Moving Towards a More Productive Lifestyle

I’ve been reading a lot of information on Productivity501 including the articles that I’ve posted about previously.  One of the ways that I’m reorganizing is that I’m using a desktop application to combine my e-mail, newsreader, RSS reader, notes and tasks in one.  It’s not a replacement for my Franklin Covey Plan system, but it’ will compliment that and reduce the number of other programs that I use.

The application that I chose is called JetBrains OmeaPro.  It’s free.  The main difference between the Omea and OmeaPro applications is the inclusion of integrated Outlook access in Pro.  If you don’t use Outlook, then the Omea application is perfect for you.

The installation is pretty straightforward.  Once you run the application, it will ask you what folders you would like it to index (aside from it’s database folder), if you’re integrating Outlook then it will go through the wizards for that (picking e-mail accounts , folders that you want to index from Outlook, and your address books).  Finally it will start to build the indexes that it needs.

My first attempt at running Omea wasn’t as successful as I would have liked.  This is because I wanted it to use my existing databases from when I ran it on Windows 7.  It opened, but took over a day to index and didn’t seem to run properly at all.  I moved the databases to another folder and restarted the application.  It took me through the startup wizard, and is currently rebuilding everything that it needs.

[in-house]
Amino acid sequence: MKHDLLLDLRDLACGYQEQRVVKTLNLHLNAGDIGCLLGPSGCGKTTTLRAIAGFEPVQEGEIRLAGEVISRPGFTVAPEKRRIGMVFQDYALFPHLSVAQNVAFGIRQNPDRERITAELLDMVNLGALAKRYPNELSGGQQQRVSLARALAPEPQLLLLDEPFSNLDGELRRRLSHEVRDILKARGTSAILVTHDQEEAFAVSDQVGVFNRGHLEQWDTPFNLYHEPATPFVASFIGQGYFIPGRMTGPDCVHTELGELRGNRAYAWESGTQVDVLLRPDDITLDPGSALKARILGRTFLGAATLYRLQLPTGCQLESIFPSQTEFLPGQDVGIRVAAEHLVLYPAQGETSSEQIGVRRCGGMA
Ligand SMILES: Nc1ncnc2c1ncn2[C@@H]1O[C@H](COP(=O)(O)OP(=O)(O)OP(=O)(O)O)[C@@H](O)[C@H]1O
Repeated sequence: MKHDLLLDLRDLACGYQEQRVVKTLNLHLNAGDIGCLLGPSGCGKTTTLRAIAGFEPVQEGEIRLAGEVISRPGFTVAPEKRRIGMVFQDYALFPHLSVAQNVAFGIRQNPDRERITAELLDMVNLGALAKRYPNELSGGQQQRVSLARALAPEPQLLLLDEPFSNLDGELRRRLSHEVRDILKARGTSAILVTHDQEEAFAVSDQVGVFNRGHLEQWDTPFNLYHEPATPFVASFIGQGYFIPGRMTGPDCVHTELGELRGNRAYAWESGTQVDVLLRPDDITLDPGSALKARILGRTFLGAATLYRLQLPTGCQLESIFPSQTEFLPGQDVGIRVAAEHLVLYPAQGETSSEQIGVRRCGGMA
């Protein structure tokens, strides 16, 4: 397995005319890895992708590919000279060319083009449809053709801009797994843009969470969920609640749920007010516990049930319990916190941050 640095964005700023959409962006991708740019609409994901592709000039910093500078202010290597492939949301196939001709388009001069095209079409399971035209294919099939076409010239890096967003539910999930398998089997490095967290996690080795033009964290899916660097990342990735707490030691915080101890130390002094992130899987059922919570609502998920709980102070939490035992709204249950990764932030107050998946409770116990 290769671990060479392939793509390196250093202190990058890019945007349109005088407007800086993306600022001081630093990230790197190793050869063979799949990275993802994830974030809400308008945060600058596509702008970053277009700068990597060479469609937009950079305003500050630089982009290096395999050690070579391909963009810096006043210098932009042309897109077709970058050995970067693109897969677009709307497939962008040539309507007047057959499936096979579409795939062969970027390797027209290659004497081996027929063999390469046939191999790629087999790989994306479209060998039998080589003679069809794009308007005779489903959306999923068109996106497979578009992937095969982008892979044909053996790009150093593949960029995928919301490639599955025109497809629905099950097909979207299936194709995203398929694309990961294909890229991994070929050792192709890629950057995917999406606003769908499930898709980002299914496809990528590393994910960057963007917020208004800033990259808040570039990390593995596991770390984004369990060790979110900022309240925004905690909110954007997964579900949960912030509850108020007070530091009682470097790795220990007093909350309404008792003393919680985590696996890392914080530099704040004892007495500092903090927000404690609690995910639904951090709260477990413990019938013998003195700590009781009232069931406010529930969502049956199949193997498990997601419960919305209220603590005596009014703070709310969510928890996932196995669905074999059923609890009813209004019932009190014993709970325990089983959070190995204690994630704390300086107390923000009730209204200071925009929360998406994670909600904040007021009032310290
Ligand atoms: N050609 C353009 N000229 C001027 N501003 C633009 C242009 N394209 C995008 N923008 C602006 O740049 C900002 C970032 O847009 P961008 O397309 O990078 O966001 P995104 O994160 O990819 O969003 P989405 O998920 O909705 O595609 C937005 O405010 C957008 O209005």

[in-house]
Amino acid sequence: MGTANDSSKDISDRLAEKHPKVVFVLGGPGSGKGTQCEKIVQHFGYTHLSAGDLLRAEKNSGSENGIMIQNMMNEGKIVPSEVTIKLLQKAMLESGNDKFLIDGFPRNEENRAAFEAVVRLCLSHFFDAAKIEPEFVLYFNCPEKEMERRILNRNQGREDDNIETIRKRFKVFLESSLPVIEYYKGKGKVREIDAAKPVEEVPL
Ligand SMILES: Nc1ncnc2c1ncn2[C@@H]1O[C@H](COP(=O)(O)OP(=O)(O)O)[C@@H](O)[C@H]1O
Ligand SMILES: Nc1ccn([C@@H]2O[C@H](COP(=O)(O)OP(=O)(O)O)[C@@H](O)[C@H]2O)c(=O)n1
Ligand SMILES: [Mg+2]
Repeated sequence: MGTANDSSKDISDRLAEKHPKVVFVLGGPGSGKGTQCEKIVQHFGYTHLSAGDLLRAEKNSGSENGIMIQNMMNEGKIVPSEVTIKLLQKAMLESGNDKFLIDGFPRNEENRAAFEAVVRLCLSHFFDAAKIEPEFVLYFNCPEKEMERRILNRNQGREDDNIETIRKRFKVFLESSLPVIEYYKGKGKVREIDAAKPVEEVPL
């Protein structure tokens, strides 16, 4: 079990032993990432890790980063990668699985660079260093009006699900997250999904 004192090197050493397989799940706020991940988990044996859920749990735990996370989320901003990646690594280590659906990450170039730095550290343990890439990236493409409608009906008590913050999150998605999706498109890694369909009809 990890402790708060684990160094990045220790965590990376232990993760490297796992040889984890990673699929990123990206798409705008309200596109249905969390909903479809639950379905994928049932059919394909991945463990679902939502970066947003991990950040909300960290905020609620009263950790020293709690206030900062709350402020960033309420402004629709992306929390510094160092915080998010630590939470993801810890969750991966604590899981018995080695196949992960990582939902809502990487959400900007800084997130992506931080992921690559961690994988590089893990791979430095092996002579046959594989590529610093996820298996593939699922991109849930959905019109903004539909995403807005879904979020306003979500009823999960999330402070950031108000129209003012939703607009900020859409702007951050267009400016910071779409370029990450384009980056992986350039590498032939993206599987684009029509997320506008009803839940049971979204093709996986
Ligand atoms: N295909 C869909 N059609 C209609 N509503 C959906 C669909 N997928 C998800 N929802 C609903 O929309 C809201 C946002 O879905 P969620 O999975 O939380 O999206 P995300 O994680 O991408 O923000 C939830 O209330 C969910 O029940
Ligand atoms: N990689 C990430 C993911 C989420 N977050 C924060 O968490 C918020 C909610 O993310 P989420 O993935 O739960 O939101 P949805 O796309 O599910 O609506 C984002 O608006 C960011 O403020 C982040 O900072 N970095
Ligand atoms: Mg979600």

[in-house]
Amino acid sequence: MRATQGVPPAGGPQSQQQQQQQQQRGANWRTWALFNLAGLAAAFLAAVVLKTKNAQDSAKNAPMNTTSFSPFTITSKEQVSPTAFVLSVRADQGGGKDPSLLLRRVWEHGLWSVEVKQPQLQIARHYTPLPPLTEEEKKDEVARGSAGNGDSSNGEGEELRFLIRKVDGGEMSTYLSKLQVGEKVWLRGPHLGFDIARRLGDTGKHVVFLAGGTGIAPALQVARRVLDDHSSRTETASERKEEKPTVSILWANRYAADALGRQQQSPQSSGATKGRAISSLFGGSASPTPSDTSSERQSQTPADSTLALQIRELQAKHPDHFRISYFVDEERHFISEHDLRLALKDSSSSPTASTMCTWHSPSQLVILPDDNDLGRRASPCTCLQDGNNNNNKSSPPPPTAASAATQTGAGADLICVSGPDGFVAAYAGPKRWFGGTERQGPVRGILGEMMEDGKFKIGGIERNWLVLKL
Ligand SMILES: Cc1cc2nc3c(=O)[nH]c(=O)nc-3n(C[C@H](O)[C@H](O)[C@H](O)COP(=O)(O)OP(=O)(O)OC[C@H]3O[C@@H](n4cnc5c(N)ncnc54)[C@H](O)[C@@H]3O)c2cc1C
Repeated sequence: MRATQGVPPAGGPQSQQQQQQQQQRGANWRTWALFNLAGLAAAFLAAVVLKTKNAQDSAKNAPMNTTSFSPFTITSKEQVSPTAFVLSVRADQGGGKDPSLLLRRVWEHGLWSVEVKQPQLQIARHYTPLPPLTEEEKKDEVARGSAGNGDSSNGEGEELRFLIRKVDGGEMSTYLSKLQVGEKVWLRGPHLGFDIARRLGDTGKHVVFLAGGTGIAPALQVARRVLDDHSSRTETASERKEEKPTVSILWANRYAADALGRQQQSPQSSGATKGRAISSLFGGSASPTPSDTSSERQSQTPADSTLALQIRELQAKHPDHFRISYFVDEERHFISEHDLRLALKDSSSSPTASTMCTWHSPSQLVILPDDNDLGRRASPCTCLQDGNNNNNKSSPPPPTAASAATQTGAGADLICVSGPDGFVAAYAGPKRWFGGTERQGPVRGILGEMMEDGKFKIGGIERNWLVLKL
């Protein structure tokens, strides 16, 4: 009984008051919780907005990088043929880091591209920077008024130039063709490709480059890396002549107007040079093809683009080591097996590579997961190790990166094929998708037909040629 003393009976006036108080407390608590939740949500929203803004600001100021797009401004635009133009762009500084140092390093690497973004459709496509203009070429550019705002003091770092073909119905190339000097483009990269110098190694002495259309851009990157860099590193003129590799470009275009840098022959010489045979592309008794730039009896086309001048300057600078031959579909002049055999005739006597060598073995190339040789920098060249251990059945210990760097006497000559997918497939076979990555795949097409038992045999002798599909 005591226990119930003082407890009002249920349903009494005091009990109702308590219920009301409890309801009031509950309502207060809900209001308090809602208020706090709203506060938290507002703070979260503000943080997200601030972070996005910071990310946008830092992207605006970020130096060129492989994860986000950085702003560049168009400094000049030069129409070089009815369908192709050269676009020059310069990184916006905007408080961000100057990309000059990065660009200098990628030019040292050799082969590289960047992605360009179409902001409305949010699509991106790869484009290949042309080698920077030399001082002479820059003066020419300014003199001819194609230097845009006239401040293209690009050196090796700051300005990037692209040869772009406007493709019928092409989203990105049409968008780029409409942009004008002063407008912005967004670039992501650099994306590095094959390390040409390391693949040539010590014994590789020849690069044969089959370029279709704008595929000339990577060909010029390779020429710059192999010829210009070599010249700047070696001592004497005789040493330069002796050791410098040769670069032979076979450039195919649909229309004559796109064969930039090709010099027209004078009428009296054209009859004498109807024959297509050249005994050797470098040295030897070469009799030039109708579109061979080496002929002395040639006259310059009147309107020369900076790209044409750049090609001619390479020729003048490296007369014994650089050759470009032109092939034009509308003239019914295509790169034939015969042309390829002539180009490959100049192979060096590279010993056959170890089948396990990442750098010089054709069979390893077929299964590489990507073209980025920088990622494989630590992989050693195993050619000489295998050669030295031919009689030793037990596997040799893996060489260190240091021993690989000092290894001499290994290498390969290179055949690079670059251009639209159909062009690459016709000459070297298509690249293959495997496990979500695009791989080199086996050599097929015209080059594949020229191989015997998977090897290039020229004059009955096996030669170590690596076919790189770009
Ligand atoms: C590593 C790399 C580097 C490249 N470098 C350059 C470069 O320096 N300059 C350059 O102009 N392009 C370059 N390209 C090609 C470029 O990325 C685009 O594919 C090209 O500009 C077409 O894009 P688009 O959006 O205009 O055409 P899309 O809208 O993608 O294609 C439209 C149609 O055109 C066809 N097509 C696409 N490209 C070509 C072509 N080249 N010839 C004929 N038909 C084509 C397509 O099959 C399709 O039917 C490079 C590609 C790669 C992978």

The issues that I had are not common with Omea.  It’s purely because I didn’t import the databases—just opened them up in Omea.  And they probably would have worked.  I didn’t like the fact that I had databases from February mixed in with ones from now.  So, I decided to start over clean.

I’ve used different combinations of applications to organize my desktop before.  Nothing that I’ve used compares to JetBrains OmeaPro though.  The only things that I wish Omea had would be an integration with Twitter and an integration with either GPG or another encryption and signing software.  Of course since Omea is an open source program, and their plugin API is open, anyone can create these tools—plus more.

My next step is to reinstall my GPG software and start using signing and encryption in my e-mails.  Maybe the more that people see it, they will start to get interested and we’ll slowly bring about the idea in the Paperless Infrastructure that I posted about previously.

Have a great day:)

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